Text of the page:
now his royal highness is on the throne: it Athly. The whole process, with the judg- might have cost earl Middleton a frown, but ment of the lords of justiciary, and verdict of now it can signify nothing, but will rather be the assize, whereby the earl was found guilty, commended in his royal highness, as acting as you have seen (notwithstanding of what freely like himself. The stop of the sentence hath so plainly appeared, and was so strongly looks like a distrust; but this will vindicate pleaded in his behalf) of leasing-making, de- all, and secure all. And as the first part of the praving, and treason, is of itself a clear de- story the earl remembered well he had heard it monstration, that either the bighest punish- from the same person, An. 1664, and had rement was intended for so high a guilt; or that, ported it to the duke of Lauderdale a little at least, it was no small humiliation that some after ; so the second part being of a very well designed for him: It being equally against known dialect, could not but give the earl the reason, and prudence, setting aside the inter- deeper impressions. It was further told the est of justice, to strain things of this nature earl, at the same time when the council's letter beyond the ends truly proposed, and which, in to obtain his majesty's assent to the pronounceffect, are only the inore to be suspected, the ing sentence, and leaving all to discretion, was more they are concealed.

sent, that it was thought fit that nothing Sthly. The process being carried on to the should appear but fair weather till the very verdict of the assize, and the council being tied close. Yet was the earl so confident of his up by his majes-ey's letter, before pronouncing own innocence, and his majesty's justice, that sentence, to send a particular account to his he did not doubt but his majesty, seeing the majesty of what the earl should be found guilty process, would at least put a stop to the senof, for his majesty's full information: The tence. But after the council's letter was gone, council doth indeed dispatch away a new letter in such terms as you have seen, to seek immediately, for his majesty's leave to pro- liberty from his majesty to proceed to sentence ceed; but instead of that particular account (without either double, or abbreviate of the required by his majesty, for his full informa- process sent with it) and no doubt smooth insition, all the information was ever heard of to nuations made with it, that all designed was be sent by the council, was what is contained to humble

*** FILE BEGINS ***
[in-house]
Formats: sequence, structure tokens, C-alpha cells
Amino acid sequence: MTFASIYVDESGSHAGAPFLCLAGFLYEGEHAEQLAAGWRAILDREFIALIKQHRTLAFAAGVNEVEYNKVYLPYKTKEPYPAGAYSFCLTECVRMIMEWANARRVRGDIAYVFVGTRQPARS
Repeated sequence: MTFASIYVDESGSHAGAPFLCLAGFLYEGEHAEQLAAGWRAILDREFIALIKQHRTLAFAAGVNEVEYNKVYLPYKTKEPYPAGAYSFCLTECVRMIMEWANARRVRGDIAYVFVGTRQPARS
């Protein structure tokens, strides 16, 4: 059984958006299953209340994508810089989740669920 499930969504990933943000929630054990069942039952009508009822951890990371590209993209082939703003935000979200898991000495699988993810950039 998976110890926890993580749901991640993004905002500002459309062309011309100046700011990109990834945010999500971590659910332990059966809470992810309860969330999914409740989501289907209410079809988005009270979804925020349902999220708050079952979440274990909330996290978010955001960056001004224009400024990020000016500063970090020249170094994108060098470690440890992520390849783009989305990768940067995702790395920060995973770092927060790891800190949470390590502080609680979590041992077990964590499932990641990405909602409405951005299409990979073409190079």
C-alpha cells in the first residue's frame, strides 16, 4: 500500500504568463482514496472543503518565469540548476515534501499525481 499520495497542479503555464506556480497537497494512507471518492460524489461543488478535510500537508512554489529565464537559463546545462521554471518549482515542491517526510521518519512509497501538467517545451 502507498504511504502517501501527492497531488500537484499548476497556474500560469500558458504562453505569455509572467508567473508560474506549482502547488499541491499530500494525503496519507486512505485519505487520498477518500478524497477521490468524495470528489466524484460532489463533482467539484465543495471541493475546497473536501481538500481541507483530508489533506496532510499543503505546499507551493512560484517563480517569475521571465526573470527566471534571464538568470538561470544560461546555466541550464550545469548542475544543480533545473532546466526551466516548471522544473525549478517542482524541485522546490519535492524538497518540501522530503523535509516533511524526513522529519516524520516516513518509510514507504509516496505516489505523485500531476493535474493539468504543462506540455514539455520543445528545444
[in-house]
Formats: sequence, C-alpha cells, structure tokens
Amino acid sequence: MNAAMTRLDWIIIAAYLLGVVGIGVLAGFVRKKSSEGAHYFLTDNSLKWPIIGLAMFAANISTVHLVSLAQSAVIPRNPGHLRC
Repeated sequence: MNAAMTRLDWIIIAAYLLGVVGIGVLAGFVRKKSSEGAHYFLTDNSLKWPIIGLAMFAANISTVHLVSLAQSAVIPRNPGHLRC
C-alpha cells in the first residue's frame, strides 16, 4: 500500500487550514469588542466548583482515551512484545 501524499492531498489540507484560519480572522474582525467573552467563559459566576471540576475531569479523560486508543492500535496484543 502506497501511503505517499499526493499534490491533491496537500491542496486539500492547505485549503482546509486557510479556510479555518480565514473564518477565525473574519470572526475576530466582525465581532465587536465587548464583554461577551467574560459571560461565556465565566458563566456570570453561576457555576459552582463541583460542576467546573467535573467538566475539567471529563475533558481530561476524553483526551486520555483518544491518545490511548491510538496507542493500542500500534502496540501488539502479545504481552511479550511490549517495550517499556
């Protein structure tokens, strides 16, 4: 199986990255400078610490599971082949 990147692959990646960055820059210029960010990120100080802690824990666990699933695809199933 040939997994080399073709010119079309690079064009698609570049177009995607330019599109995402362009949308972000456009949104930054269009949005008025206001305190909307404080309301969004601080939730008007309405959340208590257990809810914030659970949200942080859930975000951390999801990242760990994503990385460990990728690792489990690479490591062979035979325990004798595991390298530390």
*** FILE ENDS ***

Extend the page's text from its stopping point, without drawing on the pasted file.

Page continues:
the earl, or clip his wings and that in the body of the letter, wherein they briefly, this letter was basted away by a fleeing pac